WDR - Beethoven: String Quintets Op. 29 and 104, Fugue Op. 137 - Gramophone
It’s perhaps not surprising that Beethoven’s string quintets feature less highly in his output than do similar works by Mozart and Schubert in theirs. Of the three full-scale works, only one was conceived from the outset for the combination of string quartet with added viola (rather than cello, as per Schubert’s Quintet), and it is an early work, rather than a late one of depth and maturity.
Nevertheless, it’s a shame that Op 29 isn’t heard more. The enhanced instrumentation has the same effect that it had on Mozart and Schubert, granting Beethoven a broader canvas on which to create something more expansive and lyrical. It’s close in time to the Op 18 quartets but looks forward to the expressiveness of Op 59 – and perhaps even further ahead, to the sound worlds Mendelssohn and Brahms would create in their music for enlarged string groups.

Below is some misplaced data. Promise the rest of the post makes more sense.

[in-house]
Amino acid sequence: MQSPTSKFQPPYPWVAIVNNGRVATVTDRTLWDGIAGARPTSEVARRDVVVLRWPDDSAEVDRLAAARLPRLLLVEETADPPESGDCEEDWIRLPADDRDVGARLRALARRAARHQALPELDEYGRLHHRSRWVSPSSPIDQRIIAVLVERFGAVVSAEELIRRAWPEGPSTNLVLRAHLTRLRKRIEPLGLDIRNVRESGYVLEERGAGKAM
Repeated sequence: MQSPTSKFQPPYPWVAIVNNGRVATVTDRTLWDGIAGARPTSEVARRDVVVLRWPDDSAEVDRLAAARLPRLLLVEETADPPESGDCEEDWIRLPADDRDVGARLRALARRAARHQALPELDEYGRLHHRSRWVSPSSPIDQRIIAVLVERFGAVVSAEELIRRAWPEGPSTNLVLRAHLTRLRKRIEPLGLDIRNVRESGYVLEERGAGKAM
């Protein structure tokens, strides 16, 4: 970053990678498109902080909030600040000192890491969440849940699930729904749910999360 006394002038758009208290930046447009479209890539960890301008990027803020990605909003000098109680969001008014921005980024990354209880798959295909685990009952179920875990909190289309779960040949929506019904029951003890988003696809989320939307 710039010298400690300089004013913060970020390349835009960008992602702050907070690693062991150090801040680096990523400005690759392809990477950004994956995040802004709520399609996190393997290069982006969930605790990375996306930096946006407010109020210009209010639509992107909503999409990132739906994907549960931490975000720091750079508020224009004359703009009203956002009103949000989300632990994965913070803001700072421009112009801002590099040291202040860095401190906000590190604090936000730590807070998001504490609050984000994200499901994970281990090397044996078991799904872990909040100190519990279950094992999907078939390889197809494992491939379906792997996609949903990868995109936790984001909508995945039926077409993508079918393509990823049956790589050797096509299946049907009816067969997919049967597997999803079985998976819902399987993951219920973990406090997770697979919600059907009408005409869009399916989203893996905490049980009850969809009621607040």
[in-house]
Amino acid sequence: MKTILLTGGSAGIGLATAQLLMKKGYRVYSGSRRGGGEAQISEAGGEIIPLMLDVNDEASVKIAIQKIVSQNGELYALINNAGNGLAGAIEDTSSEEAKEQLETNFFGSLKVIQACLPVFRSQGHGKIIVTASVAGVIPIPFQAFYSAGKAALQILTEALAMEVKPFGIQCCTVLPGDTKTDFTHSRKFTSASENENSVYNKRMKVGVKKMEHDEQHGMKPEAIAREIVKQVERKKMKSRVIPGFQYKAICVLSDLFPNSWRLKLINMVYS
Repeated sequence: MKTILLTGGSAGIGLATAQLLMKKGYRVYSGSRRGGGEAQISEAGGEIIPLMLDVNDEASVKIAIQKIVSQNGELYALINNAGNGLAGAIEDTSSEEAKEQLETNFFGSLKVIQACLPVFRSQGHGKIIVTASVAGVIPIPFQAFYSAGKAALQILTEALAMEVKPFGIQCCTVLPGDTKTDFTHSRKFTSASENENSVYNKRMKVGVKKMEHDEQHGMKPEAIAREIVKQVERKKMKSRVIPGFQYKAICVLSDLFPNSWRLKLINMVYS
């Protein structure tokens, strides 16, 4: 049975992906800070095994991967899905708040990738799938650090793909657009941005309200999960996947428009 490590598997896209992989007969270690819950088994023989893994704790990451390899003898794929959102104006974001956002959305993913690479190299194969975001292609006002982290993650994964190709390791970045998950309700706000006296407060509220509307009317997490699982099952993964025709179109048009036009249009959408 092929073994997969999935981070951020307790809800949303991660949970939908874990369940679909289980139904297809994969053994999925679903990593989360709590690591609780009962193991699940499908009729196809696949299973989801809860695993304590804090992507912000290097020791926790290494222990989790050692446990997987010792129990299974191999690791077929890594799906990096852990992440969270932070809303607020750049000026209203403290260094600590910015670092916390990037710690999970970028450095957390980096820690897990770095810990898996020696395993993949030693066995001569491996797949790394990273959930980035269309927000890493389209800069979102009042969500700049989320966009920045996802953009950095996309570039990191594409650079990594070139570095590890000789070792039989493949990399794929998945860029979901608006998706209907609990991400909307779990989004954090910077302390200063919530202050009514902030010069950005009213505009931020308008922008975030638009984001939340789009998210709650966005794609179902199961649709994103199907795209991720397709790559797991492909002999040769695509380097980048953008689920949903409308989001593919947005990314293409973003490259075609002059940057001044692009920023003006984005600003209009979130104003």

Op 104, on the other hand, is an 1817 arrangement of one of Beethoven’s most popular early chamber works, the C minor Piano Trio from his first published set of 1795. Perhaps the transfer to the first violin of lines conceived for the piano’s right hand is not ultimately wholly convincing but this is nevertheless a viable alternative way of hearing this youthful work, refracted through the imaginative lens of a composer almost a quarter of a century older. These players from Cologne’s broadcasting orchestra do both works proud, capturing the warm sound world of Op 29’s opening movement and the scampering virtuosity of both finales. The encore is a kleine Fuge (1'49") – little more than a squib but a product of Beethoven’s late engagement with knotty counterpoint.